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ASK THE EXPERTS

Fire marshal offers tips for safe grilling

POSTED: June 30, 2010 4:00 a.m.

If hot dogs, hamburgers, ribs and chicken are on the menu for this weekend’s barbecue, Dawson County Emergency Services says use caution when grilling.

  

“U.S. fire departments responded to an average of 7,900 home fires involving grills, hibachis or barbecues each year during 2003 to 2006,” said Dawson County Deputy Chief and Fire Marshal Tim Satterfield.

  

Whether using charcoal or propane, Satterfield said a successful barbecue begins with commonsense.

  

“Propane and charcoal barbecue grills should only be used outdoors,” he said.

  

The grill should be placed well away from the home, deck railings and out from under eaves and overhanging branches. Children and pets should not be allowed near a grill.

  

He also cautions barbecuers to keep grills clean by removing grease or fat buildup from the grill and in trays below the grill.

  

“Never leave your grill unattended,” Satterfield said.

  

Tips from the fire marshal:

  

Charcoal grills

  

• There are several ways to get the charcoal ready to use. Charcoal chimney starters allow you to start the charcoal using newspaper as a fuel.

  

• If you use a starter fluid, use only charcoal starter fluid. Never add charcoal fluid or any other flammable liquids to the fire.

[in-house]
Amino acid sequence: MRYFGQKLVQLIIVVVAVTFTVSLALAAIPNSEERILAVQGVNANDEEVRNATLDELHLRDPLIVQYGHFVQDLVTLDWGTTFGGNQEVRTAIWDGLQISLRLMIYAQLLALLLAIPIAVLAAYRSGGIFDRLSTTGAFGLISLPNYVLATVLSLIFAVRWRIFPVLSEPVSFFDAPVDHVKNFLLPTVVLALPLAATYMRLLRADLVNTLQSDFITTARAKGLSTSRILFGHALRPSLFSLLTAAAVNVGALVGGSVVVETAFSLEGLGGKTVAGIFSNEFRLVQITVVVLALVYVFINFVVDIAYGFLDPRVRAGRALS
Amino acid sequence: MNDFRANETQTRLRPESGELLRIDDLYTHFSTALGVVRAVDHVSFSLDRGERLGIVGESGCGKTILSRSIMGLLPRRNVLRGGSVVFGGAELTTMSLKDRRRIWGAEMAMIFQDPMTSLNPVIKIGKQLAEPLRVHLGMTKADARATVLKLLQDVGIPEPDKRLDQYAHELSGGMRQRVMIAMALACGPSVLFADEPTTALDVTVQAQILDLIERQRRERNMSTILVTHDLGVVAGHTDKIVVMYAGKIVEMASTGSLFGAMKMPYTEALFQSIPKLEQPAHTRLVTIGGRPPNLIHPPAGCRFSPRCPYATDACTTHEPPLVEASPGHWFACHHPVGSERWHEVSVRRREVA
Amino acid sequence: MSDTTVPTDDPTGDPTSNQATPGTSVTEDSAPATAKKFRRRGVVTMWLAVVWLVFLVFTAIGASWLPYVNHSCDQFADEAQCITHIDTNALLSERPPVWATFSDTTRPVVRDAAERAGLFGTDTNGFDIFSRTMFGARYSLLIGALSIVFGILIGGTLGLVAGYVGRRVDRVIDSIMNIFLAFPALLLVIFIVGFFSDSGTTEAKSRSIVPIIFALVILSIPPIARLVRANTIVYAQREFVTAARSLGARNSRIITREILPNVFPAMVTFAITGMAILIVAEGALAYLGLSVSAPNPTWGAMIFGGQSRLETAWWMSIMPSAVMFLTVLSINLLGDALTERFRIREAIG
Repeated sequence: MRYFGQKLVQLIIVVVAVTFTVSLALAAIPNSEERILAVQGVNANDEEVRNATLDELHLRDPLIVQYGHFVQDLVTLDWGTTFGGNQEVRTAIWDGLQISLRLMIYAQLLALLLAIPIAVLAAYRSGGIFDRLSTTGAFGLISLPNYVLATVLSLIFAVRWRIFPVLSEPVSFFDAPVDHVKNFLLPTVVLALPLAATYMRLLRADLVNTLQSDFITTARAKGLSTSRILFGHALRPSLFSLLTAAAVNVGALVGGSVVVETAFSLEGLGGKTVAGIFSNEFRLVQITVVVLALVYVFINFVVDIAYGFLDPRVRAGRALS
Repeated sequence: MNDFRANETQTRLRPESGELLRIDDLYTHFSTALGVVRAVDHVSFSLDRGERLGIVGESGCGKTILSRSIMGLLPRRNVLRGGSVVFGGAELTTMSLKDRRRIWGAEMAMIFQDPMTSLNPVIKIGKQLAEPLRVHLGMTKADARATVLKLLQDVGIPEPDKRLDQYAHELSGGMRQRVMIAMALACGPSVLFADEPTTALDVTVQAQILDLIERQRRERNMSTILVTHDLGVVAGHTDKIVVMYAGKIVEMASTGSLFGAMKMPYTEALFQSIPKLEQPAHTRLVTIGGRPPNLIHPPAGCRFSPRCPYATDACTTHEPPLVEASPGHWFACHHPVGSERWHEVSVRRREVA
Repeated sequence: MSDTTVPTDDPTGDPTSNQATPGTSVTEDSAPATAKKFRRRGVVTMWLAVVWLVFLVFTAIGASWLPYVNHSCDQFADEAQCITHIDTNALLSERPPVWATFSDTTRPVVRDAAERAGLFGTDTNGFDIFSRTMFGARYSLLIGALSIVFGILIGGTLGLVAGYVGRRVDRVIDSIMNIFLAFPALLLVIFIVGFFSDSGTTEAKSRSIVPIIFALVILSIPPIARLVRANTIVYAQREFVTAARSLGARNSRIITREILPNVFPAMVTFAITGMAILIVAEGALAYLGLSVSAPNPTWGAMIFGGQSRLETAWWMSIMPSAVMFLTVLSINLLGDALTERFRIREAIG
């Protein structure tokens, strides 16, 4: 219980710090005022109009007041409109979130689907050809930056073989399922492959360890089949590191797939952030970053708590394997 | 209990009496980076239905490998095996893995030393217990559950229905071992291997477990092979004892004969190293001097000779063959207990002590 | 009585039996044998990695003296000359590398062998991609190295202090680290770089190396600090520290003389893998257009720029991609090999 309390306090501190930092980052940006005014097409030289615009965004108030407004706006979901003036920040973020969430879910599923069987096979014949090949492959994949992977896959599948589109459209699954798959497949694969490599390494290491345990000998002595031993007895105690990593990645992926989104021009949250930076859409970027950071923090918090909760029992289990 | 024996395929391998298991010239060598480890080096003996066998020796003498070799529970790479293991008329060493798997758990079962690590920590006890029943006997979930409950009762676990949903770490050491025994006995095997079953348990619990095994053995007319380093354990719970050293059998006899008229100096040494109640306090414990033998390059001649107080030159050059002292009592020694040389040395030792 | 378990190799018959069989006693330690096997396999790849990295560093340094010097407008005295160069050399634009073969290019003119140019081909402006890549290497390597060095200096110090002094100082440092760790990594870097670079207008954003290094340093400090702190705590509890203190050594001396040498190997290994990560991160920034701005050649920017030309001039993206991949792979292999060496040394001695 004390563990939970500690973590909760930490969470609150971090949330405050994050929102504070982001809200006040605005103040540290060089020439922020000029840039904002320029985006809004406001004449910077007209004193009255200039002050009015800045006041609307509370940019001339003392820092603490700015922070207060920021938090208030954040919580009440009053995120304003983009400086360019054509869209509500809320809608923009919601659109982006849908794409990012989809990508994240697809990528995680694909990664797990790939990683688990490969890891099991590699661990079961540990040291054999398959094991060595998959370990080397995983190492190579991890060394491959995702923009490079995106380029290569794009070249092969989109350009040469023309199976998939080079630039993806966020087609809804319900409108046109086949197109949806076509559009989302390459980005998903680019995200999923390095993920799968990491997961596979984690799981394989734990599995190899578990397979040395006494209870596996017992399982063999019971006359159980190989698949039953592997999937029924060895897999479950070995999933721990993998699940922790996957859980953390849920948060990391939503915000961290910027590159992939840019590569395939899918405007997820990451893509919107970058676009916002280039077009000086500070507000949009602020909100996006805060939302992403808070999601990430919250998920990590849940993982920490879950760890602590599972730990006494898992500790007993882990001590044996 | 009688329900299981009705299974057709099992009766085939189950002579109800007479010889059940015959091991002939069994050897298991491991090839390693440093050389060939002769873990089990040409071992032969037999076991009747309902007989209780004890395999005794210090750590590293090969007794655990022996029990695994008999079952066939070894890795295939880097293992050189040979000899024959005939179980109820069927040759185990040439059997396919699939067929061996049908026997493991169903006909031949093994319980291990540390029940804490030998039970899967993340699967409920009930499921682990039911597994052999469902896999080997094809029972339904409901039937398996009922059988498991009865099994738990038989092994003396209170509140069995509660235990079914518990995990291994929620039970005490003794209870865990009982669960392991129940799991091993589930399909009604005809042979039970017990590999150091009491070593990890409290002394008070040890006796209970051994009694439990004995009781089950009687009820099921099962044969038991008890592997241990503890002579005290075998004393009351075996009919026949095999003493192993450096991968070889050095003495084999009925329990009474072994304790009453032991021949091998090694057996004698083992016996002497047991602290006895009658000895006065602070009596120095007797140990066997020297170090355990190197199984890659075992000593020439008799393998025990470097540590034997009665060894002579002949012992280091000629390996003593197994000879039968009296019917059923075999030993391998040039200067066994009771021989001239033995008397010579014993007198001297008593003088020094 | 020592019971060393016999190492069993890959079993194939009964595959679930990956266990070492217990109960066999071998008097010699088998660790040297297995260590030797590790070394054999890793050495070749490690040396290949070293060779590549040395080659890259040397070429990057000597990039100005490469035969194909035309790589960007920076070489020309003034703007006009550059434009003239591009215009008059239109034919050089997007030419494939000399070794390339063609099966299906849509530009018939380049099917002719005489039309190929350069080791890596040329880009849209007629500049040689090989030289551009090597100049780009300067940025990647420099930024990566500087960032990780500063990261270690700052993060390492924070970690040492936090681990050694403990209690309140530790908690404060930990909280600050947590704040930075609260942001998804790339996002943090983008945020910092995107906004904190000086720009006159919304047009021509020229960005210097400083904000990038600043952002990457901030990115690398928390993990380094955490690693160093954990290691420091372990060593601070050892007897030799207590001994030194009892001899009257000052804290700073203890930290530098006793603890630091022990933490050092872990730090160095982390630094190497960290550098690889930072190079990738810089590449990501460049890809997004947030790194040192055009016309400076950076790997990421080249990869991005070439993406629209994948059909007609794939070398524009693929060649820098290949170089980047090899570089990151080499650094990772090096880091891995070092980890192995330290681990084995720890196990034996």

• Keep charcoal fluid out of the reach of children and away from heat sources.

  

•  There are also electric charcoal starters, which do not use fire. Be sure to use an extension cord for outdoor use.

  

• When you are finished grilling, let the coals completely cool before disposing in a metal container.

  

Propane grills

  

• Check the gas tank hose for leaks before using it for the first time each year.

  

• Apply a light soap and water solution to the hose. A propane leak will release bubbles.

  

• If your grill has a gas leak, by smell or the soapy bubble test, and there is no flame, turn off the gas tank and grill.

  

• If the leak stops, get the grill serviced by a professional before using it again.

  

• If the leak does not stop, call the fire department.

  

• If you smell gas while cooking, immediately get away from the grill and call the fire department.

  

• Do not move the grill.

 

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